Q. ALTERNATE FORMATS: Is it legal for a student to scan their textbook and use it with special software that reads it out loud for them?
A. Yes, under the Federal Copyright Laws (Chaffee Amendment), instructional materials may be produced in alternate formats. Read about the Chaffee Amendment.
Q. GRADING: Do I need to modify my typical grading process for someone with a psychiatric disability?
A. Giving a student academic adjustment should not affect the grading process. The adjustment might involve altering the form of the evaluation. For example, you might give an exam verbally instead of on paper or you might change the format from multiple-choice to essay. Otherwise students are required to meet all academic standards regardless of disability.
Q. FAILING: May I fail a student with a disability?
A. Yes. It is possible to fail a student with a disability. The laws mandate access to education, not guaranteed academic success. When a faculty member has provided reasonable academic accommodations and the student does not meet the course requirements, failing a student is proper and lawful.
The following is a compliance checklist that may be helpful:
- The College is responsible to make modifications to academic requirements and practices to ensure it does not discriminate against students with disabilities. However, instructors are not required to make fundamental alterations to their courses/standards.
- Provide verbal and written notice to your students of your willingness to accommodate. For example: "I encourage students with disabilities to discuss accommodations with me."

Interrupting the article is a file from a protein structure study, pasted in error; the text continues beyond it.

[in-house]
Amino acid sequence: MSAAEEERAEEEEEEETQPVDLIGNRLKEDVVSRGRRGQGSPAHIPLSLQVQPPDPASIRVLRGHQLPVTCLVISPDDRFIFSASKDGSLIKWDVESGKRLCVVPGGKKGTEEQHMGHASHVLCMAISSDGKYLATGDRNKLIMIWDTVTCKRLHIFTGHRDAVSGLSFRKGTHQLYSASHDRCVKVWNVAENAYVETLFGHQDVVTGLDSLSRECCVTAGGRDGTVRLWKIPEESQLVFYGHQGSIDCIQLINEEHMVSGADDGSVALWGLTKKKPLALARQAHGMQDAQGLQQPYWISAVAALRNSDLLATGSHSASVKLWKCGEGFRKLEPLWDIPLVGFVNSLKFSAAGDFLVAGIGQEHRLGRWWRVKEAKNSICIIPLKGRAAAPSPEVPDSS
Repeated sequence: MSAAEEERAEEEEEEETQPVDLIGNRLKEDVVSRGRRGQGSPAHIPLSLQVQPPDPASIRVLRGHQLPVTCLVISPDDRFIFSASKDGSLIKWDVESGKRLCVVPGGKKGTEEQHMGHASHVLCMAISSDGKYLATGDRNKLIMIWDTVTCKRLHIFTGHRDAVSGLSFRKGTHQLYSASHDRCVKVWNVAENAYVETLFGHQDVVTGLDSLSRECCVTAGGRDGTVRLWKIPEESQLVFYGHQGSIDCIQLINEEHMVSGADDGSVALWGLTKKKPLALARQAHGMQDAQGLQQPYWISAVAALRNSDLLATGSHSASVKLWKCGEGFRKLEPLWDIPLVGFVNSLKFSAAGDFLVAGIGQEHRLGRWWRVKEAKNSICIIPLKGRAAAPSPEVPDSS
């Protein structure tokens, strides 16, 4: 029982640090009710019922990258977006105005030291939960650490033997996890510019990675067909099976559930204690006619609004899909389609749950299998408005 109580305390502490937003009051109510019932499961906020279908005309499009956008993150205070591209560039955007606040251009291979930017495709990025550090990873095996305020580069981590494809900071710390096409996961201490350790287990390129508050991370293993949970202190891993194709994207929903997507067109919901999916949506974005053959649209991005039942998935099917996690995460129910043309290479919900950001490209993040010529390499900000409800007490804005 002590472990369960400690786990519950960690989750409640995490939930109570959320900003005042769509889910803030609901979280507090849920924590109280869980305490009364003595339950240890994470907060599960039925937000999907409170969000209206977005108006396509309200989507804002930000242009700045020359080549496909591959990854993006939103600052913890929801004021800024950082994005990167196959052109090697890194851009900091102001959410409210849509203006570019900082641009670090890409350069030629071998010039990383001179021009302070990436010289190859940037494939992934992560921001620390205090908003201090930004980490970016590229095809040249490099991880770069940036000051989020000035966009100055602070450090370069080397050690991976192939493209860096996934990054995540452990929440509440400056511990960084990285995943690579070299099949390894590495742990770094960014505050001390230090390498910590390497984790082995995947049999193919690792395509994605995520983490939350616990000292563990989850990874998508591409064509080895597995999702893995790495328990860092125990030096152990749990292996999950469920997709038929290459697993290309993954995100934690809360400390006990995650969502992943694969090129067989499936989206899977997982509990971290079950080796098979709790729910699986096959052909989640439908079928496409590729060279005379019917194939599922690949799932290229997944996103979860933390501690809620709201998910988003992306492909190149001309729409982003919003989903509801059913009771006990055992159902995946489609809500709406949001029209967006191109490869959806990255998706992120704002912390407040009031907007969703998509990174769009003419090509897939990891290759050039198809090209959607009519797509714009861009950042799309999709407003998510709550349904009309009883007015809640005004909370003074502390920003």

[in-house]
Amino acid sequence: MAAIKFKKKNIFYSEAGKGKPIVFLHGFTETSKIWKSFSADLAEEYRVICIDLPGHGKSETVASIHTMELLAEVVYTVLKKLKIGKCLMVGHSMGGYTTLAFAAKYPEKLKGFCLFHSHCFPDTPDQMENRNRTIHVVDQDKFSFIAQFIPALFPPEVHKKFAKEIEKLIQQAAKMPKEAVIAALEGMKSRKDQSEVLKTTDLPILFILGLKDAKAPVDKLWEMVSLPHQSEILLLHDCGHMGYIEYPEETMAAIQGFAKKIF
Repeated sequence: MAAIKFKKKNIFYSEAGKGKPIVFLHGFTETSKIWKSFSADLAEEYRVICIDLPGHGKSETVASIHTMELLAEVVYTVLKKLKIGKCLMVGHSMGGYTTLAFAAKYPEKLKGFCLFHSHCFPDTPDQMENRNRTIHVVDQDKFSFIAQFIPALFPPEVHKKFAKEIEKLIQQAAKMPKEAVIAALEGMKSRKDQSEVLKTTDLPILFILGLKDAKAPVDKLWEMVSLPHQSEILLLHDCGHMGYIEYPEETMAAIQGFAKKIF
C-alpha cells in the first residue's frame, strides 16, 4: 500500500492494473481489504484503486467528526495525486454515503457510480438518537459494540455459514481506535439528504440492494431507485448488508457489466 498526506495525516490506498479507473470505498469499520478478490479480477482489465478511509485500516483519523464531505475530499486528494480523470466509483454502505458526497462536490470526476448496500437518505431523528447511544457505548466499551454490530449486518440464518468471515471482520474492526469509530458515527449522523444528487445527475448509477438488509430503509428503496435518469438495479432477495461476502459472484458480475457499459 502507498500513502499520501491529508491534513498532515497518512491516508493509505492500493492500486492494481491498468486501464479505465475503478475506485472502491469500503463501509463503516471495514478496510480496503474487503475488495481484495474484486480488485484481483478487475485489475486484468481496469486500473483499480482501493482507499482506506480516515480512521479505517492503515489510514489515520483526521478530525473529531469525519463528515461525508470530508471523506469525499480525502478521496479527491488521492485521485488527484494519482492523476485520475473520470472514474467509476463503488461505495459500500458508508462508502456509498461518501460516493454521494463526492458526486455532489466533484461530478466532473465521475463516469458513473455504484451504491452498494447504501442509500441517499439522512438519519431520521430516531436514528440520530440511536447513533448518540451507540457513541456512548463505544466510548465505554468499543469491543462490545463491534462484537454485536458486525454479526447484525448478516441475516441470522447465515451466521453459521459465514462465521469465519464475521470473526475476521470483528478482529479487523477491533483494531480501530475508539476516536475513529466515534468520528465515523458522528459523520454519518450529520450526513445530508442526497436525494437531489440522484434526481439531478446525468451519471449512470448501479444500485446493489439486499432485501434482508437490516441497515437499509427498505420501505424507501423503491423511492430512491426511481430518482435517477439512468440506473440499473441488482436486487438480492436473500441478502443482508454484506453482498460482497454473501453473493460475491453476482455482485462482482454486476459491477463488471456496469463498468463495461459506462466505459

- Communicate clear and concise expectations for performance to your students.
- Distinguish between essential and non-essential components of the course.
- Respect requests for reasonable accommodations. (The DRC facilitates obtaining these alternate formats).
- Permit students to use auxiliary aides and technologies that ensure access (examples: note takers, sign language interpreters, readers, scribes, tape recorders/players, assistive listening devices).
- Assure that your course materials, whether printed or electronic, are accessible and available in alternate formats (examples: Braille, electronic text, large print). Assistance is available in the Assistive Technology Center.
- Consult with the Disability Resource Center if you have questions when a student requests an accommodation.
- Keep student disability-related information strictly confidential.